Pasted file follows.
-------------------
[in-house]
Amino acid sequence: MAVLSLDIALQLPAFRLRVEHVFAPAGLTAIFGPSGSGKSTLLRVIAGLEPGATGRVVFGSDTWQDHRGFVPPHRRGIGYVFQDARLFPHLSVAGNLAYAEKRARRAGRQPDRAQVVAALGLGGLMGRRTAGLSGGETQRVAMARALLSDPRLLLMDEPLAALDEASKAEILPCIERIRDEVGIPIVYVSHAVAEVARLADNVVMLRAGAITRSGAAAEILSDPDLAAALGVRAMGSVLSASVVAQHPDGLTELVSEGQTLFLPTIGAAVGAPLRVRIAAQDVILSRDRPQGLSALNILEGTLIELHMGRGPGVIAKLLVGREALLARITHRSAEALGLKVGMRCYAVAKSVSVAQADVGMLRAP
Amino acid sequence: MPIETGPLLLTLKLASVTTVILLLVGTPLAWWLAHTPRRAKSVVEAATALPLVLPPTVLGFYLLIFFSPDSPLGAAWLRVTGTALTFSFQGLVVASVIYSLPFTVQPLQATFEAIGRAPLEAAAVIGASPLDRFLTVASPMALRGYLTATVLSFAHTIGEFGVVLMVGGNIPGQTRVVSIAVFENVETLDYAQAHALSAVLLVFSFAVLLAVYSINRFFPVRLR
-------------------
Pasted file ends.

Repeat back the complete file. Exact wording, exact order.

[in-house]
Amino acid sequence: MAVLSLDIALQLPAFRLRVEHVFAPAGLTAIFGPSGSGKSTLLRVIAGLEPGATGRVVFGSDTWQDHRGFVPPHRRGIGYVFQDARLFPHLSVAGNLAYAEKRARRAGRQPDRAQVVAALGLGGLMGRRTAGLSGGETQRVAMARALLSDPRLLLMDEPLAALDEASKAEILPCIERIRDEVGIPIVYVSHAVAEVARLADNVVMLRAGAITRSGAAAEILSDPDLAAALGVRAMGSVLSASVVAQHPDGLTELVSEGQTLFLPTIGAAVGAPLRVRIAAQDVILSRDRPQGLSALNILEGTLIELHMGRGPGVIAKLLVGREALLARITHRSAEALGLKVGMRCYAVAKSVSVAQADVGMLRAP
Amino acid sequence: MPIETGPLLLTLKLASVTTVILLLVGTPLAWWLAHTPRRAKSVVEAATALPLVLPPTVLGFYLLIFFSPDSPLGAAWLRVTGTALTFSFQGLVVASVIYSLPFTVQPLQATFEAIGRAPLEAAAVIGASPLDRFLTVASPMALRGYLTATVLSFAHTIGEFGVVLMVGGNIPGQTRVVSIAVFENVETLDYAQAHALSAVLLVFSFAVLLAVYSINRFFPVRLR